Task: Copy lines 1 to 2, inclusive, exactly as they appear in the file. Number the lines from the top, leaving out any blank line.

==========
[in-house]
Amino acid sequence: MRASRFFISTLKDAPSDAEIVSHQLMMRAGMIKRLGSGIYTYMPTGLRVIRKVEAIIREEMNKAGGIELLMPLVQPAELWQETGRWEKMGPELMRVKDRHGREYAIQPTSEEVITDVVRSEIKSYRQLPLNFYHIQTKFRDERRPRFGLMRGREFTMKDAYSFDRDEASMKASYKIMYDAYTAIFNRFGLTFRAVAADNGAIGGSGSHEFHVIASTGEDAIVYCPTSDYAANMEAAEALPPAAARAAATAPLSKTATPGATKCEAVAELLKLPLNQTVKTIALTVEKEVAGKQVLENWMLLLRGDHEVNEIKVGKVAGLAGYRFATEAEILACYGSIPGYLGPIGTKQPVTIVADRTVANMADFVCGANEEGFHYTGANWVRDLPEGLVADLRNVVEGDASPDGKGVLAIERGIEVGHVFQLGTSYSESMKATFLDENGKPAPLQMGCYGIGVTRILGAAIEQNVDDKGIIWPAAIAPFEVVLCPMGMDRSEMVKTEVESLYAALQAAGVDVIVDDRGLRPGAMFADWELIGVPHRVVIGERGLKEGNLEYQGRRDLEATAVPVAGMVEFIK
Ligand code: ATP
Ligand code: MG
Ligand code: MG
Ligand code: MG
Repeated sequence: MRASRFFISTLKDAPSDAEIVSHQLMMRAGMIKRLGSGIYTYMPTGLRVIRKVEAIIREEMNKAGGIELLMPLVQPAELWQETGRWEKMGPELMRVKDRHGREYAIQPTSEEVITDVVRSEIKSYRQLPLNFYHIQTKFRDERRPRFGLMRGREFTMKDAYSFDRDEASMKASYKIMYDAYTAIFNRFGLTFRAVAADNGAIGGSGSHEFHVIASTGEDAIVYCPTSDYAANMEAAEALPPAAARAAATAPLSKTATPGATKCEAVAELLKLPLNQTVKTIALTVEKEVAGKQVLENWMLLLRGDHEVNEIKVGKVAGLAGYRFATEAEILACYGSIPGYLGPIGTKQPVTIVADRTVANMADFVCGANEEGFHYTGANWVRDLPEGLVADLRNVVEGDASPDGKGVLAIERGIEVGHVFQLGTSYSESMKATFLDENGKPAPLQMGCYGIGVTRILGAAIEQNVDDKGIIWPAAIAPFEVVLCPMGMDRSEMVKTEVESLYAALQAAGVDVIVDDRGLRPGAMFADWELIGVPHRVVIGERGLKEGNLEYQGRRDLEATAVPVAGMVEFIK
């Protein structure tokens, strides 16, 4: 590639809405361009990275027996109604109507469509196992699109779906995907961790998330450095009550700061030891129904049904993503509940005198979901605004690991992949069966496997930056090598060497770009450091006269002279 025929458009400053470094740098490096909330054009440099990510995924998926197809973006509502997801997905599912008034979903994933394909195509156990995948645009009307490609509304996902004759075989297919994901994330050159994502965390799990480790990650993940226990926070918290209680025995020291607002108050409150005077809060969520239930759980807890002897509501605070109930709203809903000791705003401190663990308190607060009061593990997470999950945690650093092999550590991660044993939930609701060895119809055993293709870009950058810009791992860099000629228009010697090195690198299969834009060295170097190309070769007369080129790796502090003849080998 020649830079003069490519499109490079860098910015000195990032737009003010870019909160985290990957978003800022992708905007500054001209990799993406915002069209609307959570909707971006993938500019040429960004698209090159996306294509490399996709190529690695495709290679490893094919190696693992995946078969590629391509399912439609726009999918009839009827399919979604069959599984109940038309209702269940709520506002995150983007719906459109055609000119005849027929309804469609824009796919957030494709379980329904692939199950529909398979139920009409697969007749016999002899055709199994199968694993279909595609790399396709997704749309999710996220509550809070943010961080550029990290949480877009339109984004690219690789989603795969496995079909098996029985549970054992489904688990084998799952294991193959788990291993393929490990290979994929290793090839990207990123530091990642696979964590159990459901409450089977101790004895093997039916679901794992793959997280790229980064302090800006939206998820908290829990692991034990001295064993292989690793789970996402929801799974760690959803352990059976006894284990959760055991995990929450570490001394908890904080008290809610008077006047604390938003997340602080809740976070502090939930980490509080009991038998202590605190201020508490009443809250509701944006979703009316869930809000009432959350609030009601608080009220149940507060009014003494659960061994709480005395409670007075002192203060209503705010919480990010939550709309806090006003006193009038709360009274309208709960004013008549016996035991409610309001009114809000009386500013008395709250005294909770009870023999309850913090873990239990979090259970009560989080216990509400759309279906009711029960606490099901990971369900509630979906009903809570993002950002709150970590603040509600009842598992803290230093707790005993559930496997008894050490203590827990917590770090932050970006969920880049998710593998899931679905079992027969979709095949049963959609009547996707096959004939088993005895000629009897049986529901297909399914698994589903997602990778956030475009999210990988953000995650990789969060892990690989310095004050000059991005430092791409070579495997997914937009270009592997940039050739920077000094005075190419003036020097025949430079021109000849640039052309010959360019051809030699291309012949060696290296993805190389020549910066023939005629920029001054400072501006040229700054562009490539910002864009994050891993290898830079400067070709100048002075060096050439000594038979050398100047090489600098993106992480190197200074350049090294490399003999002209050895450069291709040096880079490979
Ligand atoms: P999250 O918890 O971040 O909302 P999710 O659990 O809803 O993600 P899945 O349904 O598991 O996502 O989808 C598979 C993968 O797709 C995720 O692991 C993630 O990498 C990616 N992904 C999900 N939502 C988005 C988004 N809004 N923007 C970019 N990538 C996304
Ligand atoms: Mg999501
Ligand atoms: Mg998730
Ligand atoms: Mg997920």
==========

[in-house]
Amino acid sequence: MRASRFFISTLKDAPSDAEIVSHQLMMRAGMIKRLGSGIYTYMPTGLRVIRKVEAIIREEMNKAGGIELLMPLVQPAELWQETGRWEKMGPELMRVKDRHGREYAIQPTSEEVITDVVRSEIKSYRQLPLNFYHIQTKFRDERRPRFGLMRGREFTMKDAYSFDRDEASMKASYKIMYDAYTAIFNRFGLTFRAVAADNGAIGGSGSHEFHVIASTGEDAIVYCPTSDYAANMEAAEALPPAAARAAATAPLSKTATPGATKCEAVAELLKLPLNQTVKTIALTVEKEVAGKQVLENWMLLLRGDHEVNEIKVGKVAGLAGYRFATEAEILACYGSIPGYLGPIGTKQPVTIVADRTVANMADFVCGANEEGFHYTGANWVRDLPEGLVADLRNVVEGDASPDGKGVLAIERGIEVGHVFQLGTSYSESMKATFLDENGKPAPLQMGCYGIGVTRILGAAIEQNVDDKGIIWPAAIAPFEVVLCPMGMDRSEMVKTEVESLYAALQAAGVDVIVDDRGLRPGAMFADWELIGVPHRVVIGERGLKEGNLEYQGRRDLEATAVPVAGMVEFIK